The Robots App Is FREE During National Robotics Week

More than 30,000 people have already downloaded the app over the weekend. What are you waiting for?

2 min read
The Robots App Is FREE During National Robotics Week

Do you like robot stuff? I know you do. Do you like free robot stuff? OF COURSE you do!Then go get your free Robots for iPad app on the App Store. More than 30,000 people have already downloaded the app over the weekend. What are you waiting for?

And if you like this promotion, don't thank me. Thank the awesome folks from the IEEE Robotics and Automation Society (RAS), which is sponsoring the app from 6-14 April in celebration of U.S. National Robotics Week. RAS is an international society of engineers and technologists focused on advancing innovation, education, and research in robotics and automation. The world's top roboticists are members of RAS. The world's best robotics conferences are organized by RAS. The world's best robotics publications are published by RAS. Need I say more? Check their website to learn more and become a member.

Launched late last year, the Robots app is the best, most complete guide to the amazing world of robotics. It features 126 real-world robots from 19 countries, with hundreds of photos, videos, technical specs, articles, and exclusive interactives that let you spin and move robots with your fingertips. It's a critically-acclaimed, award-winning app that's been featured as "New and Noteworthy" by Apple in the App Store and received reviews and mentions in Wired, CNET, Mashable, The Verge, New YorkerNew York Times, Boing Boing, Forbes, Guardian, Cult of Mac, and many other places.

For even more on the app, watch our promo video and see screenshots here, and then head out to the App Store to download your free copy.

PS: To the Android community asking us about an Android version, we hear you. We would love to do an Android version, and we're considering how to make that happen. We thank you for your patience!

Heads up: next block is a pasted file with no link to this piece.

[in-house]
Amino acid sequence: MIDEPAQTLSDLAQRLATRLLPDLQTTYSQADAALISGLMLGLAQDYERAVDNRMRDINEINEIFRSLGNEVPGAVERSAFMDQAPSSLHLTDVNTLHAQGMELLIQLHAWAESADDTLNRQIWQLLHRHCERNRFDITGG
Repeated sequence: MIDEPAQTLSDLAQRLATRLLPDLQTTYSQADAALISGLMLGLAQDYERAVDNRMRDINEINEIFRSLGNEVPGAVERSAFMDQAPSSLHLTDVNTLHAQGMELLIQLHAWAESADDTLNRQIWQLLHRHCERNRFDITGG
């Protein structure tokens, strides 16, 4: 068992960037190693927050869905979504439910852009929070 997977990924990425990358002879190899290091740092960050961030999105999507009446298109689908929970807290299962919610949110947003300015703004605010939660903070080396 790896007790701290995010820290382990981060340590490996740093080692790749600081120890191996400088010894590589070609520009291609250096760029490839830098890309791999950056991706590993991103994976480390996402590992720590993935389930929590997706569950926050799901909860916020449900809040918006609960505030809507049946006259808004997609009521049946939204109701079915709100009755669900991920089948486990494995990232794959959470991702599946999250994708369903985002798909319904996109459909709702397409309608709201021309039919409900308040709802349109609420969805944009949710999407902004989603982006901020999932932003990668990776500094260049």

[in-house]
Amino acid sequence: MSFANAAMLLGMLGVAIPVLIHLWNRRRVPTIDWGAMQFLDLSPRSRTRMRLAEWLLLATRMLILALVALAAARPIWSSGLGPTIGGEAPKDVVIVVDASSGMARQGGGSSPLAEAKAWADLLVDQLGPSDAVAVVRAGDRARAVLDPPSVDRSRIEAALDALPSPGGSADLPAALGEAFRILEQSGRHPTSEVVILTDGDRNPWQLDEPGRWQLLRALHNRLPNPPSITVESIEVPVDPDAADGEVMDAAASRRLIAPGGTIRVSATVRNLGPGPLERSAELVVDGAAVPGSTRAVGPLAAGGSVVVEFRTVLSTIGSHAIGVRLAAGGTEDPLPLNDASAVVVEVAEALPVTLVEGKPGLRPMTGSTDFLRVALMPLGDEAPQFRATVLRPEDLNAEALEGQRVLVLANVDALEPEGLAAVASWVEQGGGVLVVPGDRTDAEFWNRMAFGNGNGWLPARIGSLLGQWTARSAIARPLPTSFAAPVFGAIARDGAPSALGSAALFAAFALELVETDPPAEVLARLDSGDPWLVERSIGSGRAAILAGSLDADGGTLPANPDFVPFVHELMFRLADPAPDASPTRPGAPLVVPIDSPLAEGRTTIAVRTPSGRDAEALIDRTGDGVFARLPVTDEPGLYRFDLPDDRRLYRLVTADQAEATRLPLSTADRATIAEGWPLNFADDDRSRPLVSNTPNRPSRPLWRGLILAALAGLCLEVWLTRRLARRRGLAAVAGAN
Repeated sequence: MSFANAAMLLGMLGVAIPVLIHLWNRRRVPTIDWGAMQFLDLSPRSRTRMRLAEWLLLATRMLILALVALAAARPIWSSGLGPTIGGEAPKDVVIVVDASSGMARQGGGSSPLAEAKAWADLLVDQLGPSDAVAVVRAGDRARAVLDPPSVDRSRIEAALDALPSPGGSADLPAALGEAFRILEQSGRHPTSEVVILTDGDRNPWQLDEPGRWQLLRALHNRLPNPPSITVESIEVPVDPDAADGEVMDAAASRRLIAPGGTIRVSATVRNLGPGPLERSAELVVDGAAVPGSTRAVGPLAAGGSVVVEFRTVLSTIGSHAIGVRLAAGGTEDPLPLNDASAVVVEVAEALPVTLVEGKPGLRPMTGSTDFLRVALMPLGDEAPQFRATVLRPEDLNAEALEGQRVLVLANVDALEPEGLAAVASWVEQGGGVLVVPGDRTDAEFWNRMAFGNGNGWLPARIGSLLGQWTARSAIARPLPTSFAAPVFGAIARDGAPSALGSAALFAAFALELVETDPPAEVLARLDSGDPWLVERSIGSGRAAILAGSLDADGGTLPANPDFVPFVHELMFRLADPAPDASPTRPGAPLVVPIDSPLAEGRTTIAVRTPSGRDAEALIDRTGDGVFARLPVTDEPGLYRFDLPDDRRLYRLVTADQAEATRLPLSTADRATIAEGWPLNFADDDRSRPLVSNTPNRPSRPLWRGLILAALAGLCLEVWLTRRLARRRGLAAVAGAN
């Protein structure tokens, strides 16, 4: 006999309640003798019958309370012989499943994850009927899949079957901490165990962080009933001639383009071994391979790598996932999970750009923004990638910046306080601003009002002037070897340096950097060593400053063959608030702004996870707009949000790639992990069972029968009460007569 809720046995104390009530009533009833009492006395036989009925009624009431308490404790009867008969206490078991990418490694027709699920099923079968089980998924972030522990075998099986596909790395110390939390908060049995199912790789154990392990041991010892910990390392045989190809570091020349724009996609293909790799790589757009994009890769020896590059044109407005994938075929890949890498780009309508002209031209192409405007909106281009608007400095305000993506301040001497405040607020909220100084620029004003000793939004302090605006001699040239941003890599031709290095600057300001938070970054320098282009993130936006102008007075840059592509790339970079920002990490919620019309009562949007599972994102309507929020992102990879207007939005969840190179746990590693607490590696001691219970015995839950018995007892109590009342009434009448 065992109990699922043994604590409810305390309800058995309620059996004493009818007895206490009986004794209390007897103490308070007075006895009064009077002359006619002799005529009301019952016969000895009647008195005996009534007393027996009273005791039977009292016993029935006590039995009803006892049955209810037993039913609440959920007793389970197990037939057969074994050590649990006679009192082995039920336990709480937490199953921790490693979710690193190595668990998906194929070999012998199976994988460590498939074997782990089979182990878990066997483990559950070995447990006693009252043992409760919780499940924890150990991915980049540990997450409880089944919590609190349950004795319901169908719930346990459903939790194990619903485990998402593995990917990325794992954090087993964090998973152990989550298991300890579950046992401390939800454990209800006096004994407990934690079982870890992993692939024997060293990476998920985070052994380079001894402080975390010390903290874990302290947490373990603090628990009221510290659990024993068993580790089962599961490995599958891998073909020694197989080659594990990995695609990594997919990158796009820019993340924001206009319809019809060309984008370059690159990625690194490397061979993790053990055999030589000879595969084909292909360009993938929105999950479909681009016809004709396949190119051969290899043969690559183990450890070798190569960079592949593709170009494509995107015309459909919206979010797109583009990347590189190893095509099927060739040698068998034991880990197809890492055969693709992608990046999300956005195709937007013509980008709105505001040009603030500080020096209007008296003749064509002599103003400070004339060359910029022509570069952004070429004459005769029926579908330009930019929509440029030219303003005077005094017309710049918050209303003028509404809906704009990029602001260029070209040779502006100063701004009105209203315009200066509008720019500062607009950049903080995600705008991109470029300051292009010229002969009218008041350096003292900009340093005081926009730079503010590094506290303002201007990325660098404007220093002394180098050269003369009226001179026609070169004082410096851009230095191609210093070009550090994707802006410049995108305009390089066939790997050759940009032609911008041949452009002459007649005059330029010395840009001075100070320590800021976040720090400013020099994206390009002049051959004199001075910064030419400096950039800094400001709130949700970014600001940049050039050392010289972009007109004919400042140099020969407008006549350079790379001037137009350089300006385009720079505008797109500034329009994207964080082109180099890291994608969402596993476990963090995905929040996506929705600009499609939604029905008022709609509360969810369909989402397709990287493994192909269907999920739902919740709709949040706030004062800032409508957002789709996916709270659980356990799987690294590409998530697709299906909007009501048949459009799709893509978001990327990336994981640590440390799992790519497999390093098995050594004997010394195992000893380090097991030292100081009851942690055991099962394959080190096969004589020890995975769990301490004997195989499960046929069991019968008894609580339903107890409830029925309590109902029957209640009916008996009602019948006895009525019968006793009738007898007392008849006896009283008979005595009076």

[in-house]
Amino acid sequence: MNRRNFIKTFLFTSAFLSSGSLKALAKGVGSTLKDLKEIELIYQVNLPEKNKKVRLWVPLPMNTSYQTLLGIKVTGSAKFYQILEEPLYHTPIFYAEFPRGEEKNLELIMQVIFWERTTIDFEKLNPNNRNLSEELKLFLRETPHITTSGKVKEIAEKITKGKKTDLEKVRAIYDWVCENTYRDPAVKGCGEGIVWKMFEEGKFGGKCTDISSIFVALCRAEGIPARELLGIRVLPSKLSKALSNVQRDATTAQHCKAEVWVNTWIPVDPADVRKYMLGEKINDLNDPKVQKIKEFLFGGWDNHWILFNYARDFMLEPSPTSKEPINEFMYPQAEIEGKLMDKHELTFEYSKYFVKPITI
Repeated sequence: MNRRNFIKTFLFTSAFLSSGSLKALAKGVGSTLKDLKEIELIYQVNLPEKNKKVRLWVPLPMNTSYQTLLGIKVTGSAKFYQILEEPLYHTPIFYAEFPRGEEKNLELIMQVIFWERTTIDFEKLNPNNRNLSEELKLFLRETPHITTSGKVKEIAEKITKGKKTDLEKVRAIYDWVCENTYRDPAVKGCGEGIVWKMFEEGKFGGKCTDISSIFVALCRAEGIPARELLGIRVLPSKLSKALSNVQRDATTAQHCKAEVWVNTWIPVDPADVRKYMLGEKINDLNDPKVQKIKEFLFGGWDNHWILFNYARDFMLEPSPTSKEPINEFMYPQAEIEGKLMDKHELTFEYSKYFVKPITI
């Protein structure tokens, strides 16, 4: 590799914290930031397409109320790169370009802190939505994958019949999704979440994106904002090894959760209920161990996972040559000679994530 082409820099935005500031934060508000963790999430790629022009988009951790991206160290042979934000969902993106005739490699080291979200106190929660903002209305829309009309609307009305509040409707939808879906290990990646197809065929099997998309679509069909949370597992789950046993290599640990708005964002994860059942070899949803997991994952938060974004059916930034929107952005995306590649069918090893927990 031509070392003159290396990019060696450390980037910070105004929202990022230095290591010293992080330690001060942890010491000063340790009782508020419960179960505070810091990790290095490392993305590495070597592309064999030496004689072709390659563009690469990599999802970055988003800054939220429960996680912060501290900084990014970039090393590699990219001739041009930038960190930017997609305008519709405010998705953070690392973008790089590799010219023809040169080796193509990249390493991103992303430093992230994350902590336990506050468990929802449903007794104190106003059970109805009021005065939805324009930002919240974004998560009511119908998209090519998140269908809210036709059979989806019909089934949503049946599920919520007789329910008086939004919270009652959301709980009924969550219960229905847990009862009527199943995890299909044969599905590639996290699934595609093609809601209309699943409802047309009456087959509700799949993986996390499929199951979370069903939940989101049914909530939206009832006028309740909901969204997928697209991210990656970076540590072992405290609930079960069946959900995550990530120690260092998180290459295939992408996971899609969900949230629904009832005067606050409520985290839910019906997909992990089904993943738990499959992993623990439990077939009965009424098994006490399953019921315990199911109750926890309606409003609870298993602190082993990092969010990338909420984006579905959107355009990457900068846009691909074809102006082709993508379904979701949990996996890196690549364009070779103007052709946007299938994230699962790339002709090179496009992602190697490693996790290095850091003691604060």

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The Bionic-Hand Arms Race

The prosthetics industry is too focused on high-tech limbs that are complicated, costly, and often impractical

12 min read
A photograph of a young woman with brown eyes and neck length hair dyed rose gold sits at a white table. In one hand she holds a carbon fiber robotic arm and hand. Her other arm ends near her elbow. Her short sleeve shirt has a pattern on it of illustrated hands.

The author, Britt Young, holding her Ottobock bebionic bionic arm.

Gabriela Hasbun. Makeup: Maria Nguyen for MAC cosmetics; Hair: Joan Laqui for Living Proof

In Jules Verne’s 1865 novel From the Earth to the Moon, members of the fictitious Baltimore Gun Club, all disabled Civil War veterans, restlessly search for a new enemy to conquer. They had spent the war innovating new, deadlier weaponry. By the war’s end, with “not quite one arm between four persons, and exactly two legs between six,” these self-taught amputee-weaponsmiths decide to repurpose their skills toward a new projectile: a rocket ship.

The story of the Baltimore Gun Club propelling themselves to the moon is about the extraordinary masculine power of the veteran, who doesn’t simply “overcome” his disability; he derives power and ambition from it. Their “crutches, wooden legs, artificial arms, steel hooks, caoutchouc [rubber] jaws, silver craniums [and] platinum noses” don’t play leading roles in their personalities—they are merely tools on their bodies. These piecemeal men are unlikely crusaders of invention with an even more unlikely mission. And yet who better to design the next great leap in technology than men remade by technology themselves?

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